U.S. wins appeal in battle to extradite Kim Dotcom

Indicted Megaupload founder Kim Dotcom holds a press conference ahead of the launch of a new file-sharing website called "Mega" at his Coatesville mansion in Auckland, New Zealand, Sunday, Jan. 20, 2013. The colorful entrepreneur unveiled the site ahead of a lavish gala and press conference on the one-year anniversary of his arrest on racketeering charges related to his now-shuttered Megaupload file-sharing site. (AP Photo/New Zealand Herald, Richard Robinson) NEW ZEALAND OUT, AUSTRALIA OUT Richard Robinson

WELLINGTON, New Zealand The U.S. has won a court appeal in its battle to extradite Internet entrepreneur Kim Dotcom from New Zealand.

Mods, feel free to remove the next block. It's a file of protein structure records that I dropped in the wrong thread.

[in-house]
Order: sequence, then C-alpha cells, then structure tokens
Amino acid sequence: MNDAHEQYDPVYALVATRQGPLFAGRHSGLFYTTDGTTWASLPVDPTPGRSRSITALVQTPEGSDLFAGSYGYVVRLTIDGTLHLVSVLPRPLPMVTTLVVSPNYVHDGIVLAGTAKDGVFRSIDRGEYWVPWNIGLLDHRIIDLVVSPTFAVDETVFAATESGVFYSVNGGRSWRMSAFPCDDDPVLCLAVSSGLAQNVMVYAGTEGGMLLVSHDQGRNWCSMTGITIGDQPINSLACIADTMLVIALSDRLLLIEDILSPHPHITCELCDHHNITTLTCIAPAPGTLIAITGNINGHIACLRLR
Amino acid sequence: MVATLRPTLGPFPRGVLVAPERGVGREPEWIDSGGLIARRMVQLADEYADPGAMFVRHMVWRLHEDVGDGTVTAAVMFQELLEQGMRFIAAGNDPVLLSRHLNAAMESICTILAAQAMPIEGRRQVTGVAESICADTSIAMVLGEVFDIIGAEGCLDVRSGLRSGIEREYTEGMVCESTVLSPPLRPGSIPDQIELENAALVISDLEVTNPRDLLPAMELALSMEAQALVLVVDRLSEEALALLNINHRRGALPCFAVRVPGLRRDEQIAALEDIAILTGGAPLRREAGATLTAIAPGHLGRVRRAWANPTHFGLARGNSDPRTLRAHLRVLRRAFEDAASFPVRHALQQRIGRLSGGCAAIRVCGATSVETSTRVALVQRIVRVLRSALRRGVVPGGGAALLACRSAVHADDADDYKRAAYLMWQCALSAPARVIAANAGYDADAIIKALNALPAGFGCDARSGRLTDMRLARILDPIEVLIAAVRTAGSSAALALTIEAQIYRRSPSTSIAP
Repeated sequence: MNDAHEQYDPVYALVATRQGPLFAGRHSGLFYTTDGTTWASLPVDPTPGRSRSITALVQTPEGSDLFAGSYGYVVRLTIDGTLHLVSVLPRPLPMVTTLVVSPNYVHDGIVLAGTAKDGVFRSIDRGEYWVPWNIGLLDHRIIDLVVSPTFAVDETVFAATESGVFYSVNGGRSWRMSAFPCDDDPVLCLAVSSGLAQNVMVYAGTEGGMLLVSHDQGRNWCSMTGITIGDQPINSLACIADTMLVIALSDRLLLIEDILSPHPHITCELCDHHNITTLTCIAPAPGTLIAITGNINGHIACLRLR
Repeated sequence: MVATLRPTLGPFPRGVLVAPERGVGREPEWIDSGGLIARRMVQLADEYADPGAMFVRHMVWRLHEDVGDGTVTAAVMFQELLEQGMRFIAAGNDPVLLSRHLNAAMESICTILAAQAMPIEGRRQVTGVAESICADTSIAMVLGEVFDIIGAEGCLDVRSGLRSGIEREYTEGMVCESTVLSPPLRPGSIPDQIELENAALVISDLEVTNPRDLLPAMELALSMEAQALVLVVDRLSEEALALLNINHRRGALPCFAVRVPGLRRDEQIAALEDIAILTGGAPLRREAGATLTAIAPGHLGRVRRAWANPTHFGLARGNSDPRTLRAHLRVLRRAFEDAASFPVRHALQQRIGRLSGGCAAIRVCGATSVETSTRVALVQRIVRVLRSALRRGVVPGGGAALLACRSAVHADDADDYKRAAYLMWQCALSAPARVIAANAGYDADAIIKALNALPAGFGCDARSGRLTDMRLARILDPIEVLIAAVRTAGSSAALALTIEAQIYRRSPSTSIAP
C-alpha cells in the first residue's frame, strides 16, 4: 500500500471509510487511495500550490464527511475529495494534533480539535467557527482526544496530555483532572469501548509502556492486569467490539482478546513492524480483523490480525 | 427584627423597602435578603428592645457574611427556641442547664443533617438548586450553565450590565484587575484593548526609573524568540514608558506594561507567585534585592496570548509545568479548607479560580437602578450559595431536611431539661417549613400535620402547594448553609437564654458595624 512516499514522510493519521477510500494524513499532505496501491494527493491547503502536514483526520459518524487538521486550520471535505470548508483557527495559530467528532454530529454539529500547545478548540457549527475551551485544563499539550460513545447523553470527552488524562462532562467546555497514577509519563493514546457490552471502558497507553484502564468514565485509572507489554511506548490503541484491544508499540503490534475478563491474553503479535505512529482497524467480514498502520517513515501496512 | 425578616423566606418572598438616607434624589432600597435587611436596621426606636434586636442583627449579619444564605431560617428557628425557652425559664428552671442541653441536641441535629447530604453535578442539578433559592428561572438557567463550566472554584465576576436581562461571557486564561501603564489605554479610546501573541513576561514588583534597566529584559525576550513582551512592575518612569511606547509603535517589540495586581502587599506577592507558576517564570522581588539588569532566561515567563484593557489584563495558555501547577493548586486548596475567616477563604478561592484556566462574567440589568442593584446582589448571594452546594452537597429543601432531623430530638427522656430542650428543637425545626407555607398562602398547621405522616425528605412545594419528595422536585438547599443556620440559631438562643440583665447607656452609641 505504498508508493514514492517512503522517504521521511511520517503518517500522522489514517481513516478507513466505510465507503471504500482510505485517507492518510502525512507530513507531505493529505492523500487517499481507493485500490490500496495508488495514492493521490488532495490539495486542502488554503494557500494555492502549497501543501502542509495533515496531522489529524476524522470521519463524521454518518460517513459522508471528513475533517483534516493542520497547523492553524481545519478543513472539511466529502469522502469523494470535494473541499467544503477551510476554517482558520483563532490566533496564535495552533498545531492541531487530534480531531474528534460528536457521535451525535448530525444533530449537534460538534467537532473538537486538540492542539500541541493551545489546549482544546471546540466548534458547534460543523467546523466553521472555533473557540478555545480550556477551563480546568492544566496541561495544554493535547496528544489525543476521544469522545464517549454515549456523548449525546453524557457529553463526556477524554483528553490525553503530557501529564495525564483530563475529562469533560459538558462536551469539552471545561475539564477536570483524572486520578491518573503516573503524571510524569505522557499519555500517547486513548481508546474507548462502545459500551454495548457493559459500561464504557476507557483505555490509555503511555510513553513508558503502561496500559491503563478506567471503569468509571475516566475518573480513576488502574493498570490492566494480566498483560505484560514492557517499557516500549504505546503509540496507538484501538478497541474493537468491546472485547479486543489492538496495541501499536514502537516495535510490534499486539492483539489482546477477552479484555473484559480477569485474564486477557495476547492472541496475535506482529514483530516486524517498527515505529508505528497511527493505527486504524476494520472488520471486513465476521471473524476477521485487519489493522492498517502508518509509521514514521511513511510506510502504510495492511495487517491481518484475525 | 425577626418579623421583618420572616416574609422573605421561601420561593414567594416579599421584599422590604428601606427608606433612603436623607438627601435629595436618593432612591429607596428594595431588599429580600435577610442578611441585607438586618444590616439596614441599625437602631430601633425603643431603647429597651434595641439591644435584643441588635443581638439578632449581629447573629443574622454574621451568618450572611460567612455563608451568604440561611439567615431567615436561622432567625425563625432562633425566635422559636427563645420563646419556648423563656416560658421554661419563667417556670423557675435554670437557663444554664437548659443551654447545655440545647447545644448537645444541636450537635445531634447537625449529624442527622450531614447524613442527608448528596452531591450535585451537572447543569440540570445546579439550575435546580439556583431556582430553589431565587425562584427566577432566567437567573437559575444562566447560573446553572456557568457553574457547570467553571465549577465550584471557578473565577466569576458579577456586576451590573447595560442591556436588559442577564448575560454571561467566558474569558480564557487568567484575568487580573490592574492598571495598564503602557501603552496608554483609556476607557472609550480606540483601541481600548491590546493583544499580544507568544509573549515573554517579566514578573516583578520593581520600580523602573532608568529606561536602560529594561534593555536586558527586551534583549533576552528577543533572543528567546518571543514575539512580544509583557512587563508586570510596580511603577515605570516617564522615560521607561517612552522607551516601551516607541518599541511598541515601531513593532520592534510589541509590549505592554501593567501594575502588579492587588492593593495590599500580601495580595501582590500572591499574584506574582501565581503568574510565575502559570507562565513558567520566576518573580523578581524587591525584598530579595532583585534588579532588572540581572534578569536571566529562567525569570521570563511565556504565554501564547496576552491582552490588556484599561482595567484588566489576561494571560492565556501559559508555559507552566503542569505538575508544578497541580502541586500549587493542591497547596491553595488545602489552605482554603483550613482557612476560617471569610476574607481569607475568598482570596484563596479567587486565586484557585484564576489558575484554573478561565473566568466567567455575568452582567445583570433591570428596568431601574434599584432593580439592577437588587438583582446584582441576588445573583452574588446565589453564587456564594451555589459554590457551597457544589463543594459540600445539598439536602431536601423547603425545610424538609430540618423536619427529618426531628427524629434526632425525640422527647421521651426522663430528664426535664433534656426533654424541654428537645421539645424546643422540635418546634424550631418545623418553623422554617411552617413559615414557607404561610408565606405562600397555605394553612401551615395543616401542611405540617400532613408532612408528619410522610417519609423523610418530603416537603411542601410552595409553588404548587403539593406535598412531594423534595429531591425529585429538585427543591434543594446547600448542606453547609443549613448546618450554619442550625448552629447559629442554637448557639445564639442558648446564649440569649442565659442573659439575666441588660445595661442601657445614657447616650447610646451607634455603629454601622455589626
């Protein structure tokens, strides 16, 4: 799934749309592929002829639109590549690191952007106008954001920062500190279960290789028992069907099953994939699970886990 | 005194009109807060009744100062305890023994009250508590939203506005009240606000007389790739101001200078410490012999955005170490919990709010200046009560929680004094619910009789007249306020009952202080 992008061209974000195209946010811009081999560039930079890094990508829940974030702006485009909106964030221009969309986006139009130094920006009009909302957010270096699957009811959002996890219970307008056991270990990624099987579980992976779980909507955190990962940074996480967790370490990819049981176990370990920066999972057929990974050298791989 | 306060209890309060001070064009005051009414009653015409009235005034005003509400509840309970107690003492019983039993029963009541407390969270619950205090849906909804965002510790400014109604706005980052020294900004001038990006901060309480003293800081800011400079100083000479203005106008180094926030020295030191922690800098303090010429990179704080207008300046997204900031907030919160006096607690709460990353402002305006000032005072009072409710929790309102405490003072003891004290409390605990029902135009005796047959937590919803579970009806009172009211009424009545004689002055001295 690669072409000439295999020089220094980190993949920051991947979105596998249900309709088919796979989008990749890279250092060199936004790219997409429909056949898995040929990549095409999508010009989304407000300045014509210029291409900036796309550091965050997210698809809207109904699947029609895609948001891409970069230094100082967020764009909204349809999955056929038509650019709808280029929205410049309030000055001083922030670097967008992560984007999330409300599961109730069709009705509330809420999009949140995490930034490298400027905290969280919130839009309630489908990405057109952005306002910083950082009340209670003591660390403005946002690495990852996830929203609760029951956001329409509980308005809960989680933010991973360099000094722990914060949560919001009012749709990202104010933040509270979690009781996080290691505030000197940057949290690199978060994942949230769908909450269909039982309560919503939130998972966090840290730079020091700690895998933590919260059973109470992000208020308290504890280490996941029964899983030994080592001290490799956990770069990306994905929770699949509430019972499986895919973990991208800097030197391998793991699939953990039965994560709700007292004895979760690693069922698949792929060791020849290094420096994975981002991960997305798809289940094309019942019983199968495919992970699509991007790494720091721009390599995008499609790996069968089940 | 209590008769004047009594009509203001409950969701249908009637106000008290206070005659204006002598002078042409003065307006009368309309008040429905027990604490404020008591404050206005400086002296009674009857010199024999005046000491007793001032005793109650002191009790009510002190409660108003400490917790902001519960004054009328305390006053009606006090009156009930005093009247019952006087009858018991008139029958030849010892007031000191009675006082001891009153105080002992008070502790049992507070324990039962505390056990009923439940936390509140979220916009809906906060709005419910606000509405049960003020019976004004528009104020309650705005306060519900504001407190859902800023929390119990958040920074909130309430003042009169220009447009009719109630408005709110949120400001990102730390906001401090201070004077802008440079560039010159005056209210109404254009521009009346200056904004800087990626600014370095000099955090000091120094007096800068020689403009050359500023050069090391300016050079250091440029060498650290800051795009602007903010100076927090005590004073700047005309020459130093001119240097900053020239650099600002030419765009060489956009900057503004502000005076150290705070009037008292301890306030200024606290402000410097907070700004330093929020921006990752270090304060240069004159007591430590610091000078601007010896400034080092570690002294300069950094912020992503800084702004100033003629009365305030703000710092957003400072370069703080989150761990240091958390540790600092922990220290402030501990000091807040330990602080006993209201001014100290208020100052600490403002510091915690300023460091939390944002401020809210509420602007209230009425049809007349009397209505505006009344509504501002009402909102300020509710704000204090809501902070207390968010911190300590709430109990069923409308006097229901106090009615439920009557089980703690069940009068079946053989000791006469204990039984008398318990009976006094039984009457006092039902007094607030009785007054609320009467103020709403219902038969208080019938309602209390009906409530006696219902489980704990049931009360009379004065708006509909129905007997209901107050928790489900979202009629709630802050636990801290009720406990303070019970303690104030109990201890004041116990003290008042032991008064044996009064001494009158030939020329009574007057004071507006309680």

A New Zealand appeals court Friday overturned an earlier ruling that would have allowed Dotcom broad access to the evidence against him at the time of his August extradition hearing. The appeals court ruled that extensive disclosure would bog down the process and that a summary of the U.S. case would suffice.

Dotcom founded the file-sharing site Megaupload that the United States shuttered last year. Authorities there accuse him of facilitating copyright fraud on a massive scale. Dotcom says he's innocent and can't be held responsible for those who chose to use the site to illegally download songs or movies.

Dotcom this year launched a new file-sharing site called Mega.

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